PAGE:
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The Works of Samuel Johnson: Essay on the life and genius of Dr. Johnson [by ...
Visualização integral - 1825
ABDALLA affection answered appeared ASPASIA attend beauty CALI called cause considered continued conversation danger dear death delight DEMETRIUS desire entered expected eyes fear force give hand happy hear heard heart honour hope hour human imagination Imlac IRENE island Johnson kind knowledge known labour lady late learned leave less letter live look lord lost MAHOMET manners means mind morning mountains nature never night observed once opinion passed passion Pekuah perhaps pleased pleasure pow'r praise present prince princess reason received remains rest rocks says SCENE seems seen short sometimes soon soul suffer suppose surely talk tell thee thing thou thought THRALE tion told travelled truth virtue whole wish write written young
Página xxxv - Is not a patron, my lord, one who looks with unconcern on a man struggling for life in the water, and, when he has reached ground, encumbers him with help? The notice which you have been pleased to take of my labours, had it been early, had been kind ; but it has been delayed till I am indifferent, and cannot enjoy it; till I am solitary, and cannot impart it; till I am known, and do not want it.
Página xxvi - ... devout prayer to that eternal Spirit who can enrich with all utterance and knowledge, and sends out his seraphim, with the hallowed fire of his altar, to touch and purify the lips of whom he pleases...
Página lxxvii - Ay, sir ; to be honest, as this world goes, is to be one man picked out of ten thousand. Pol. ' That's very true, my lord. Ham. For if the sun breed maggots in a dead dog, being a god kissing carrion — 'Have you a daughter ? Pol. I have, my lord. Ham. Let her not walk i' the sun : conception is a blessing ; but not as your daughter may conceive.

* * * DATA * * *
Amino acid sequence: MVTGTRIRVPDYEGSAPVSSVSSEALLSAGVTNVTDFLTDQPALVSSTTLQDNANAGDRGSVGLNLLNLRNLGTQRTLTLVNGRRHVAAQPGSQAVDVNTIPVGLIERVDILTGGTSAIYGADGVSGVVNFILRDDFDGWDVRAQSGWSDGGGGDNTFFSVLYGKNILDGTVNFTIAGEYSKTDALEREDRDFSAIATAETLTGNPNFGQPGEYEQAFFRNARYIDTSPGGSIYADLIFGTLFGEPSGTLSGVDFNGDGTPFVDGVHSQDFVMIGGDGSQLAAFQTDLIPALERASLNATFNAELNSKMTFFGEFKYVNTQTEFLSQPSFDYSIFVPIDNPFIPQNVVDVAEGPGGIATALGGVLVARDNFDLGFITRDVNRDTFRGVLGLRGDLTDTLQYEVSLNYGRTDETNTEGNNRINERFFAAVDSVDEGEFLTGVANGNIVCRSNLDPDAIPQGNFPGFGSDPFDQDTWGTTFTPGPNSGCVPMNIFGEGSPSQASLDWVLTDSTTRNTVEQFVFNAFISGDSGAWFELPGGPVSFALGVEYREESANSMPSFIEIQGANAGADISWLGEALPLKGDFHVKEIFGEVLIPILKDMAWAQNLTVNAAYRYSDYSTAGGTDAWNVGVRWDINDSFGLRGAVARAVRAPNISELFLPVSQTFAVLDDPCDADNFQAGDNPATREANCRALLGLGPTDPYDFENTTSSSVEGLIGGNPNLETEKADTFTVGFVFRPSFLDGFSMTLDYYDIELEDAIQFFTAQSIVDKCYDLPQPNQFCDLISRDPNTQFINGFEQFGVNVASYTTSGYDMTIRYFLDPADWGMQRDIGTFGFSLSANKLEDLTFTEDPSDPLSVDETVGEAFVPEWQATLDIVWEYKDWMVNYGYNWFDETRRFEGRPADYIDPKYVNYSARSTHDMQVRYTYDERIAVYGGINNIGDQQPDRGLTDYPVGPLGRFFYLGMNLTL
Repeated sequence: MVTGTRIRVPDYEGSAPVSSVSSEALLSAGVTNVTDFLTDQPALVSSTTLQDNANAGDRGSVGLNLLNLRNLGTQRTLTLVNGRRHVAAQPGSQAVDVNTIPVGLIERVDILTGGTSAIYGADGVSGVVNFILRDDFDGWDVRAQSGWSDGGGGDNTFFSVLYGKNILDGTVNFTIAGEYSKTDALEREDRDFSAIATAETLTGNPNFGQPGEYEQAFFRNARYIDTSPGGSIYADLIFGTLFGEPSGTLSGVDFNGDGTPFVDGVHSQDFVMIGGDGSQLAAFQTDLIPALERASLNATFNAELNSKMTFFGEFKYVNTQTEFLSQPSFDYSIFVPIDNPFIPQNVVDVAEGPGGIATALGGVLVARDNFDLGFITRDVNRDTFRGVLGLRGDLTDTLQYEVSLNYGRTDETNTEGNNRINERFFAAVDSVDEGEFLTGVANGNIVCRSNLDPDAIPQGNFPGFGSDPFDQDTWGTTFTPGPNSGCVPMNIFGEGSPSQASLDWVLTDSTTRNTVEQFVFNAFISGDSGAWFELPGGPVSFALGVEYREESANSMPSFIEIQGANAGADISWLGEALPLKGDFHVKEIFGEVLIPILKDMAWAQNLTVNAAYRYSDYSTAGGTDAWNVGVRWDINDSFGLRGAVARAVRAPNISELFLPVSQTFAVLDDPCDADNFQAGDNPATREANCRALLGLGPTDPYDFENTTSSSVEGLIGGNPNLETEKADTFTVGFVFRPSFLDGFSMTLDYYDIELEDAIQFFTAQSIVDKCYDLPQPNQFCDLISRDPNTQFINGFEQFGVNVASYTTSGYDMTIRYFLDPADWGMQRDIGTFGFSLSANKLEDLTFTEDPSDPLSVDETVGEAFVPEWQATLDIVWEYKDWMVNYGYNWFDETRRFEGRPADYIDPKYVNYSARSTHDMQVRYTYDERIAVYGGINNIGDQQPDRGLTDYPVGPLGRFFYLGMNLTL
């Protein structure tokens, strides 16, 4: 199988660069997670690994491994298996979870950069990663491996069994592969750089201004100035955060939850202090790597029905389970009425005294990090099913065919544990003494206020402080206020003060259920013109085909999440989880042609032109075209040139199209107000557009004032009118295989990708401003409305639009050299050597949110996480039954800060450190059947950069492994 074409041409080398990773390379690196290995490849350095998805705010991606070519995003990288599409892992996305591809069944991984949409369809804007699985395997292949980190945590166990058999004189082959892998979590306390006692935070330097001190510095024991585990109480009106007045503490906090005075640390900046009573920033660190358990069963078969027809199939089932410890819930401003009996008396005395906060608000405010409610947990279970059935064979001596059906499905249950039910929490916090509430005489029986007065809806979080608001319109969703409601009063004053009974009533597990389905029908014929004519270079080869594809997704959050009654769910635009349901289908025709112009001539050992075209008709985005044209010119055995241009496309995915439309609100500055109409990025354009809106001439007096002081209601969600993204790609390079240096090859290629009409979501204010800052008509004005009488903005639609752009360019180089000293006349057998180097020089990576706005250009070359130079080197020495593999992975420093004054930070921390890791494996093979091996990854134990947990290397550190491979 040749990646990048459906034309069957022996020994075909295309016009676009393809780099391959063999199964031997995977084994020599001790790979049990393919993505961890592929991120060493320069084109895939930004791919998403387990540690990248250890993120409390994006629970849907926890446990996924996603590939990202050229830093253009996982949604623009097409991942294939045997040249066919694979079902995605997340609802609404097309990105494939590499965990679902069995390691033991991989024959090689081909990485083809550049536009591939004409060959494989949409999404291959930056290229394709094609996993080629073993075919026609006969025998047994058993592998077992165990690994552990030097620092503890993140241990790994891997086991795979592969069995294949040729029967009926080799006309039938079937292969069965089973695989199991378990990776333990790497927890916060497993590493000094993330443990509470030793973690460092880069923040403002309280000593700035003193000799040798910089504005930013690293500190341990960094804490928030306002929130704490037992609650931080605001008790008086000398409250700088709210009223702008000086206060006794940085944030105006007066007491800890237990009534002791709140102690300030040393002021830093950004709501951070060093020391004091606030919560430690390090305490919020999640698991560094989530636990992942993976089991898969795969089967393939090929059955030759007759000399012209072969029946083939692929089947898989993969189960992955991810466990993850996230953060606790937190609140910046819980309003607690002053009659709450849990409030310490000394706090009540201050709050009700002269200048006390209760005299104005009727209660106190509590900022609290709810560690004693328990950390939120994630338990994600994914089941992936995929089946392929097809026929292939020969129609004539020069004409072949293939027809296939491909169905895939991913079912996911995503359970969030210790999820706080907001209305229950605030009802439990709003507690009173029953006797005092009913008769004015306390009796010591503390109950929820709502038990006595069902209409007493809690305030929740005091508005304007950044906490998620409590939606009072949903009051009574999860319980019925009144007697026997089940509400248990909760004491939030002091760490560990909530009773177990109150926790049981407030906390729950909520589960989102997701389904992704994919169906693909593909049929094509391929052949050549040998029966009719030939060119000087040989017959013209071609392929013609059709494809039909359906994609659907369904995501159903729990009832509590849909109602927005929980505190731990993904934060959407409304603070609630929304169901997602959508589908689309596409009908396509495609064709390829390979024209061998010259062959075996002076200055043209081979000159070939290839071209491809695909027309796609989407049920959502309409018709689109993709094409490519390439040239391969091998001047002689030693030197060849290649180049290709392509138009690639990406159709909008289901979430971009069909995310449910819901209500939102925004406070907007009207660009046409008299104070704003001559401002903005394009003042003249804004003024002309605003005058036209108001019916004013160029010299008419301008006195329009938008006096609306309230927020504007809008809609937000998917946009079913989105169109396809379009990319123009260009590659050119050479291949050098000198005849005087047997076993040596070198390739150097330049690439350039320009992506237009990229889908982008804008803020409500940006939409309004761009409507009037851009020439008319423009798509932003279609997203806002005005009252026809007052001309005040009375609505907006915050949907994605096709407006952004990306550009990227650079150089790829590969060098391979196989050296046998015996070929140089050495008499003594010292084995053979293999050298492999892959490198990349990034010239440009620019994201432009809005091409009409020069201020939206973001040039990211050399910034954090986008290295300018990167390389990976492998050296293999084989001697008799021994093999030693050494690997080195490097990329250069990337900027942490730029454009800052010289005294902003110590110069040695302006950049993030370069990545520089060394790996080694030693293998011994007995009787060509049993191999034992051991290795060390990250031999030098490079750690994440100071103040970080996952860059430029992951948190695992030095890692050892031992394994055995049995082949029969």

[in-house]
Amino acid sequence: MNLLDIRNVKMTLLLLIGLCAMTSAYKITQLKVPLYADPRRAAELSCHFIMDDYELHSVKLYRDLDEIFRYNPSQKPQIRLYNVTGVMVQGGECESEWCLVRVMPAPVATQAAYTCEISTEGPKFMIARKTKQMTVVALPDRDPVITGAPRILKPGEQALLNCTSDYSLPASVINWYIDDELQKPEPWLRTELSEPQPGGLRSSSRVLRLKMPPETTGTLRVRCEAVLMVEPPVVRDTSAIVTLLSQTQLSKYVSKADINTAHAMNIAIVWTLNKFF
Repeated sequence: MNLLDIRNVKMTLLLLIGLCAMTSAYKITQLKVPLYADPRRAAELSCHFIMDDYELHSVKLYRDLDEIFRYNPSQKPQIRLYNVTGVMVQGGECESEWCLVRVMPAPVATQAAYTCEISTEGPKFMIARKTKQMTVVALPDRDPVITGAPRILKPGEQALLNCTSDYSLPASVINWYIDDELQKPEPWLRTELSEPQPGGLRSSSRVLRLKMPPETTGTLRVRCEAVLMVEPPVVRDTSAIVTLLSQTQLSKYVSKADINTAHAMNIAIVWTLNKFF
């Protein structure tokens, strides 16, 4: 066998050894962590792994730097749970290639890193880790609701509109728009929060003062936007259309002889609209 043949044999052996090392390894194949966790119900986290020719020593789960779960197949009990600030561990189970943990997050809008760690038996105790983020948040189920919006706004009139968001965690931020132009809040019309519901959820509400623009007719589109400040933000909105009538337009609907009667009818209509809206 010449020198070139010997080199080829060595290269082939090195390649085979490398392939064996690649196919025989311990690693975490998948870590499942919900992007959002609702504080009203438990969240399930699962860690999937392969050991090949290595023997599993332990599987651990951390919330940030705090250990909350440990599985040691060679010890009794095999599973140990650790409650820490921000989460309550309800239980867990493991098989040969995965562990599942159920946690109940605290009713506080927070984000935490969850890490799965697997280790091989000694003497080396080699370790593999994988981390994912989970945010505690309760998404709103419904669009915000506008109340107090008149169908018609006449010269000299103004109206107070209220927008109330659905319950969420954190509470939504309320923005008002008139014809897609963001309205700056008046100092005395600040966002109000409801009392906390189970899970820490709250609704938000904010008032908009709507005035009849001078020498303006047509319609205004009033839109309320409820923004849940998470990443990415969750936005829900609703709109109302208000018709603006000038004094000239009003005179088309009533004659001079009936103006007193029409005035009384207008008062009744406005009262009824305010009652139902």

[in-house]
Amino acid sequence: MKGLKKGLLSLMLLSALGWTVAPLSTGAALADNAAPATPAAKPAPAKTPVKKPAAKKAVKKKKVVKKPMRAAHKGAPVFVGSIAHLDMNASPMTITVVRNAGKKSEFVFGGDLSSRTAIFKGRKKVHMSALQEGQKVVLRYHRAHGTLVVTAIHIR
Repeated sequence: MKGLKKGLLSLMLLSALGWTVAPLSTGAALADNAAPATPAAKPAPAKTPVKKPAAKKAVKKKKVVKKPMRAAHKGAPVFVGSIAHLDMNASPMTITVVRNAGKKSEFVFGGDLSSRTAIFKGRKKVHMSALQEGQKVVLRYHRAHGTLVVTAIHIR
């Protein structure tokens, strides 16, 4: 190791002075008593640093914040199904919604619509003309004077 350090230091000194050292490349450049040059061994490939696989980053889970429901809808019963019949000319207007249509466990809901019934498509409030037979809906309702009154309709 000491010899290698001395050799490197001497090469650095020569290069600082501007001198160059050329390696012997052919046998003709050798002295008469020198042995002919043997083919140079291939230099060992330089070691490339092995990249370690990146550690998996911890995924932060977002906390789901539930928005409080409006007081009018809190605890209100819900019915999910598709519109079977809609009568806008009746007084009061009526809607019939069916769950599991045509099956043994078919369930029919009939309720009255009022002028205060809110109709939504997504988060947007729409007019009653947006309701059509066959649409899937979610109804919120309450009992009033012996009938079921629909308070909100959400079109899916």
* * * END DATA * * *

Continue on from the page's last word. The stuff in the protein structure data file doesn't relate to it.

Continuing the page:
Página 15 - Speak thou, whose thoughts at humble peace repine, Shall Wolsey's wealth, with Wolsey's end, be thine? Or liv'st thou now, with safer pride content, The wisest justice on the banks of Trent? For, why did Wolsey, near the steeps of fate, On weak foundations raise th
Página 18 - But did not chance at length her error mend? Did no subverted empire mark his end? Did rival monarchs give the fatal wound? Or hostile millions press him to the ground? His fall was destined to a barren strand, A petty fortress, and a dubious hand; He left the name at which the world grew pale, To point a moral, or adorn a tale.
Página 22 - For patience, sovereign o'er transmuted ill; For faith, that, panting for a happier seat. Counts death kind Nature's signal of retreat. These goods for man the laws of Heaven ordain, These goods He grants, who grants the power to gain ; With these celestial Wisdom calms the mind, And makes the happiness she does not find.
Página 200 - From the mountains on every side rivulets descended that filled all the valley with verdure and fertility, and formed a lake in the middle, inhabited by fish of every species, and frequented by every fowl whom nature has taught to dip the wing in water. This lake discharged its superfluities by a stream which entered a dark cleft of the mountain on the northern side, and fell with dreadful noise from precipice to precipice till it was heard no more.
Página 255 - ... or vicious delights. They act as beings under the constant sense of some known inferiority, that fills their minds with rancour and their tongues with censure. They are peevish at home, and malevolent abroad; and, as the outlaws of human nature, make it their business and their pleasure to disturb that society which debars them from its privileges. To live without feeling or exciting sympathy, to be fortunate without adding to the felicity of others or afflicted without tasting the balm of pity,...